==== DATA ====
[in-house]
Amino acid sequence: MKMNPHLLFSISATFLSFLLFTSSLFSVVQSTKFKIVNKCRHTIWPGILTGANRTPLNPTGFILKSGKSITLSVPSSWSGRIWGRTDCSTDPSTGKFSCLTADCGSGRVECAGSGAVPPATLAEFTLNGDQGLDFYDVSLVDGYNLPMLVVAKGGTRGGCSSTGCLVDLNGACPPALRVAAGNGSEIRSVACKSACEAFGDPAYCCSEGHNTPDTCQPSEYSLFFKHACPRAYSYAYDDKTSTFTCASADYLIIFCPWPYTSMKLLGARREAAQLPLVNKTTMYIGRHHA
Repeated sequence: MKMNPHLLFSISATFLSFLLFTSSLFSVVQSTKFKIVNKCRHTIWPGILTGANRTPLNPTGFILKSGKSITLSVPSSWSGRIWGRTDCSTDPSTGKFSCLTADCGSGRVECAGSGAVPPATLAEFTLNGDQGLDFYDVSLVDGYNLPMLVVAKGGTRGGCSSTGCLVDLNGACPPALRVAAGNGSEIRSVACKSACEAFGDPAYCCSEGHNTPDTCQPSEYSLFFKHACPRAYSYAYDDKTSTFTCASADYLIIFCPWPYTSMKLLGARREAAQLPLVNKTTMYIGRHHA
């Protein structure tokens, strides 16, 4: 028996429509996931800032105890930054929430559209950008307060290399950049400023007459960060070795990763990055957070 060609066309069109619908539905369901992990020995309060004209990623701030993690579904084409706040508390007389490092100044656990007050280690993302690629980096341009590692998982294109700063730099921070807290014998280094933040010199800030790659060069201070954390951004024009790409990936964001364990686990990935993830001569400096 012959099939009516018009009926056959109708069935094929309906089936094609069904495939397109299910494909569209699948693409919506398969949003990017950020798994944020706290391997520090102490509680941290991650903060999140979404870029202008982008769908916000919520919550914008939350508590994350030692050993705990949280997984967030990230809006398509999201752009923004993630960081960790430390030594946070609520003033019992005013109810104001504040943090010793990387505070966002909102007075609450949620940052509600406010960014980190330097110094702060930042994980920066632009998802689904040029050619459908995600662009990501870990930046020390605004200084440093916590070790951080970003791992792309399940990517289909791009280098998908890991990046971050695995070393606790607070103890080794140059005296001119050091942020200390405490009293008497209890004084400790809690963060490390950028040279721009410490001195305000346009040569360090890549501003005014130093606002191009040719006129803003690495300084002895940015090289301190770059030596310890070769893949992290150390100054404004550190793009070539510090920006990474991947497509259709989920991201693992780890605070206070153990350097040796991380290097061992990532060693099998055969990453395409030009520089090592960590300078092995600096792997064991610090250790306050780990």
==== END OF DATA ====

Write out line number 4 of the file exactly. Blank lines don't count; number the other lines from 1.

């Protein structure tokens, strides 16, 4: 028996429509996931800032105890930054929430559209950008307060290399950049400023007459960060070795990763990055957070 060609066309069109619908539905369901992990020995309060004209990623701030993690579904084409706040508390007389490092100044656990007050280690993302690629980096341009590692998982294109700063730099921070807290014998280094933040010199800030790659060069201070954390951004024009790409990936964001364990686990990935993830001569400096 012959099939009516018009009926056959109708069935094929309906089936094609069904495939397109299910494909569209699948693409919506398969949003990017950020798994944020706290391997520090102490509680941290991650903060999140979404870029202008982008769908916000919520919550914008939350508590994350030692050993705990949280997984967030990230809006398509999201752009923004993630960081960790430390030594946070609520003033019992005013109810104001504040943090010793990387505070966002909102007075609450949620940052509600406010960014980190330097110094702060930042994980920066632009998802689904040029050619459908995600662009990501870990930046020390605004200084440093916590070790951080970003791992792309399940990517289909791009280098998908890991990046971050695995070393606790607070103890080794140059005296001119050091942020200390405490009293008497209890004084400790809690963060490390950028040279721009410490001195305000346009040569360090890549501003005014130093606002191009040719006129803003690495300084002895940015090289301190770059030596310890070769893949992290150390100054404004550190793009070539510090920006990474991947497509259709989920991201693992780890605070206070153990350097040796991380290097061992990532060693099998055969990453395409030009520089090592960590300078092995600096792997064991610090250790306050780990």